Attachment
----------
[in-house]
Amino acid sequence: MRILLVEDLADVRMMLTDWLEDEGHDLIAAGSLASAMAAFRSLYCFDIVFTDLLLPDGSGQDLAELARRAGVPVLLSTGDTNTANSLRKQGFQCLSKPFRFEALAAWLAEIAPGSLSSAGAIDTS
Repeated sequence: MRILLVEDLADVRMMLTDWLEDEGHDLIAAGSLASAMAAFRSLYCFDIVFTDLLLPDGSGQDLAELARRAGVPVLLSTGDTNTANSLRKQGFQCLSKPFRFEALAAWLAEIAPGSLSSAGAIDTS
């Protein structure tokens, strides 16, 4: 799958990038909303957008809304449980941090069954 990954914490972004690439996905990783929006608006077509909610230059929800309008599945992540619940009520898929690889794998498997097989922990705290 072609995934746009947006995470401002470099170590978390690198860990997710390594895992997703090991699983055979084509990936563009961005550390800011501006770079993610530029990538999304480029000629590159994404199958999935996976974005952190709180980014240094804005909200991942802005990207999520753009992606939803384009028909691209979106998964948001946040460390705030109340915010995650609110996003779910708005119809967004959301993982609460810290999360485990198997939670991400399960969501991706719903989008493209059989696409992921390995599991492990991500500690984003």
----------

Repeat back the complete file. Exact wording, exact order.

[in-house]
Amino acid sequence: MRILLVEDLADVRMMLTDWLEDEGHDLIAAGSLASAMAAFRSLYCFDIVFTDLLLPDGSGQDLAELARRAGVPVLLSTGDTNTANSLRKQGFQCLSKPFRFEALAAWLAEIAPGSLSSAGAIDTS
Repeated sequence: MRILLVEDLADVRMMLTDWLEDEGHDLIAAGSLASAMAAFRSLYCFDIVFTDLLLPDGSGQDLAELARRAGVPVLLSTGDTNTANSLRKQGFQCLSKPFRFEALAAWLAEIAPGSLSSAGAIDTS
């Protein structure tokens, strides 16, 4: 799958990038909303957008809304449980941090069954 990954914490972004690439996905990783929006608006077509909610230059929800309008599945992540619940009520898929690889794998498997097989922990705290 072609995934746009947006995470401002470099170590978390690198860990997710390594895992997703090991699983055979084509990936563009961005550390800011501006770079993610530029990538999304480029000629590159994404199958999935996976974005952190709180980014240094804005909200991942802005990207999520753009992606939803384009028909691209979106998964948001946040460390705030109340915010995650609110996003779910708005119809967004959301993982609460810290999360485990198997939670991400399960969501991706719903989008493209059989696409992921390995599991492990991500500690984003």